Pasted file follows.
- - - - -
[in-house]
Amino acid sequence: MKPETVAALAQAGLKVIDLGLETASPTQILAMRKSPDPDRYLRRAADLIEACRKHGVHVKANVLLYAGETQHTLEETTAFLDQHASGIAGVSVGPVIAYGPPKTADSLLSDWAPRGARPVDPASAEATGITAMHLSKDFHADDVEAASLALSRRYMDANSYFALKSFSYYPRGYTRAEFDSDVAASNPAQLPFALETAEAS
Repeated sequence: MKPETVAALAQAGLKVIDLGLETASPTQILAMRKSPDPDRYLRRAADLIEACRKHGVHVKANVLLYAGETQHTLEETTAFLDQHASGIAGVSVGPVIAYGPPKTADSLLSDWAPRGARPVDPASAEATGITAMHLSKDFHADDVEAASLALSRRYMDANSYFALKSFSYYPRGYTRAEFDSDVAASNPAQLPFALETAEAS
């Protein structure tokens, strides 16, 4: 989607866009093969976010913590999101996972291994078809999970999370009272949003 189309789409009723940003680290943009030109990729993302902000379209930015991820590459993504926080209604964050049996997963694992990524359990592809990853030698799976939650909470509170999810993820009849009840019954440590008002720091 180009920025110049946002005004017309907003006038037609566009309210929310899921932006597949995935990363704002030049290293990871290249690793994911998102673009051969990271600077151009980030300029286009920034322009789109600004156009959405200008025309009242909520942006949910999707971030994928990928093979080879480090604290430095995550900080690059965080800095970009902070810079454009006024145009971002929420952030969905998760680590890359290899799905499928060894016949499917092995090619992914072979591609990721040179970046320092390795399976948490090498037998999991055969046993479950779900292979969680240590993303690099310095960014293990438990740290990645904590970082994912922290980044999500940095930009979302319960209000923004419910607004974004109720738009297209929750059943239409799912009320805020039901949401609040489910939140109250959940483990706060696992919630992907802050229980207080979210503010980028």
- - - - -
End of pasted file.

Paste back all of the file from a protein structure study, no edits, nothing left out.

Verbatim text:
[in-house]
Amino acid sequence: MKPETVAALAQAGLKVIDLGLETASPTQILAMRKSPDPDRYLRRAADLIEACRKHGVHVKANVLLYAGETQHTLEETTAFLDQHASGIAGVSVGPVIAYGPPKTADSLLSDWAPRGARPVDPASAEATGITAMHLSKDFHADDVEAASLALSRRYMDANSYFALKSFSYYPRGYTRAEFDSDVAASNPAQLPFALETAEAS
Repeated sequence: MKPETVAALAQAGLKVIDLGLETASPTQILAMRKSPDPDRYLRRAADLIEACRKHGVHVKANVLLYAGETQHTLEETTAFLDQHASGIAGVSVGPVIAYGPPKTADSLLSDWAPRGARPVDPASAEATGITAMHLSKDFHADDVEAASLALSRRYMDANSYFALKSFSYYPRGYTRAEFDSDVAASNPAQLPFALETAEAS
């Protein structure tokens, strides 16, 4: 989607866009093969976010913590999101996972291994078809999970999370009272949003 189309789409009723940003680290943009030109990729993302902000379209930015991820590459993504926080209604964050049996997963694992990524359990592809990853030698799976939650909470509170999810993820009849009840019954440590008002720091 180009920025110049946002005004017309907003006038037609566009309210929310899921932006597949995935990363704002030049290293990871290249690793994911998102673009051969990271600077151009980030300029286009920034322009789109600004156009959405200008025309009242909520942006949910999707971030994928990928093979080879480090604290430095995550900080690059965080800095970009902070810079454009006024145009971002929420952030969905998760680590890359290899799905499928060894016949499917092995090619992914072979591609990721040179970046320092390795399976948490090498037998999991055969046993479950779900292979969680240590993303690099310095960014293990438990740290990645904590970082994912922290980044999500940095930009979302319960209000923004419910607004974004109720738009297209929750059943239409799912009320805020039901949401609040489910939140109250959940483990706060696992919630992907802050229980207080979210503010980028």